The impact of high volumes of data in automating legal review is well understood. What’s less talked about is the impact of diversity of data. The accuracy of legal AI solutions is heavily dependant on the quality of the sample data on which the algorithms are trained. The higher the quality of legal training data, the higher the accuracy of AI-enabled legal review. This makes having a high-quality data set an imperative starting point for any organisation implementing AI-based review.
What makes a good training data set for the process of automating legal review? An example will illustrate this better. Entity X typically enters into approximately 70 agreements with external vendors every month, requiring the legal team to spend a lot of time manually reviewing terms of each contract. Given the high contract volumes involved, the legal team wanted to be able to focus on more business-critical legal matters, X was keen to automate the process of legal review of vendor agreements. Hence, a starting point for automating legal review was the compilation of 100 legacy agreements previously executed by entity X to serve as a training data set for enabling AI review.
The training data set was divided into two halves of 50 contracts each - the first set of 50 contracts contained only one type of payment obligation clause (annual payment) while the other set of 50 contracts contained a mixture of varied payment clauses (annual, monthly, lumpsum, milestone-linked).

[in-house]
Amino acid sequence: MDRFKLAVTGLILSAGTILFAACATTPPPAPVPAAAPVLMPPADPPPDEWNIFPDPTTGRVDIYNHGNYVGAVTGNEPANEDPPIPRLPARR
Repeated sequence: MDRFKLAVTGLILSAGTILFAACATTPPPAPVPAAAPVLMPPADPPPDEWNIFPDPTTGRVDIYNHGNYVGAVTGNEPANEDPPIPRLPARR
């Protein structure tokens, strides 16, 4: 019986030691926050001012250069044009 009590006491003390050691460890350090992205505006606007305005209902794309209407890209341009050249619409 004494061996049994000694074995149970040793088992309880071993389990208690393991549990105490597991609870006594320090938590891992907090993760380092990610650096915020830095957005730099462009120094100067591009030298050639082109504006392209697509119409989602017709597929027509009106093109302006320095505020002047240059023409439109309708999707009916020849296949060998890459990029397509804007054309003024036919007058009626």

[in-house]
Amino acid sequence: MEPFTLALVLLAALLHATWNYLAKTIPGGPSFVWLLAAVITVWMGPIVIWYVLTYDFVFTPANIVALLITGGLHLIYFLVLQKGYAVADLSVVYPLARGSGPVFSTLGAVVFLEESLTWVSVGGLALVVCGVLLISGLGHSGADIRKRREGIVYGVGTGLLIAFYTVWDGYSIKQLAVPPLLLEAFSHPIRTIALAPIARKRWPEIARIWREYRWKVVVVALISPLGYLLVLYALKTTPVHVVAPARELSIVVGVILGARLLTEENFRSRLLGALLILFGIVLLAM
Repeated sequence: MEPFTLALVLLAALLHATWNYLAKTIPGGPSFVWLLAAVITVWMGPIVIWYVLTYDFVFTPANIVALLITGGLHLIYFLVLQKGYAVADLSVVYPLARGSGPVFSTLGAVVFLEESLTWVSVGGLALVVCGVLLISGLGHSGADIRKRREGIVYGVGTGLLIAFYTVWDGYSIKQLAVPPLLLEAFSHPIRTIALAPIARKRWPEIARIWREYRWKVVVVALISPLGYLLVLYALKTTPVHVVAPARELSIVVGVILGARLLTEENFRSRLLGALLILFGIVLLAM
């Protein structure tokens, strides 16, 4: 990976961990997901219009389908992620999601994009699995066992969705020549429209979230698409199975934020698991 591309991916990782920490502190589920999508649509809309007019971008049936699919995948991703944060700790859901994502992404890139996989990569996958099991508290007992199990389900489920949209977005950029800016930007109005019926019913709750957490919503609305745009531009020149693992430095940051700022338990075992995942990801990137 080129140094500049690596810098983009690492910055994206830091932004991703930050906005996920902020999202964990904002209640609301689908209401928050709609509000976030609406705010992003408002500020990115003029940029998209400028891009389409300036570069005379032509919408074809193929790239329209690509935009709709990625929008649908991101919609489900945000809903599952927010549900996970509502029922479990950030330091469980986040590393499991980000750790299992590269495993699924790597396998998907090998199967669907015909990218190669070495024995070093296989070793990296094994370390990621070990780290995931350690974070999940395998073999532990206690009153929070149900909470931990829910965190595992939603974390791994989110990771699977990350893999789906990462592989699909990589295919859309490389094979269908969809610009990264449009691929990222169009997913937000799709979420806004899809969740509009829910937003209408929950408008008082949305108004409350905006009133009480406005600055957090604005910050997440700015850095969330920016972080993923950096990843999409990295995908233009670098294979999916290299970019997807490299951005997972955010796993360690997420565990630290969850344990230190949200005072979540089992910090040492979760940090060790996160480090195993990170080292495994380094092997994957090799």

When models were trained on the first set of contracts which contained only annual payment clauses, the models ‘learned’ these to be the only kind of payment obligation; hence model accuracy at detecting and understanding any other variations of payment obligation was low. when algorithms are trained on a homogeneous data set where a contract looks like every other in that dataset, this homogeneity compromises an AI solution’s capacity to handle real-life variations in text (which is often the case) in contract language.
This was in stark contrast to when models were trained on the second set of contracts containing a mix of diverse payment clauses, where the models essentially ‘learned’ that payment clauses in ‘real world contracts’ occurred in multiple distinct forms. The accuracy of machine learning systems to undertake legal review was significantly better for the second set.
The takeaway? A training data set that contains multiple diverse variations of clauses and concepts contributes to greater accuracy in automating legal review. The higher the quality of training data, the stronger the performance of machine learning systems in ‘understanding’ legal concepts.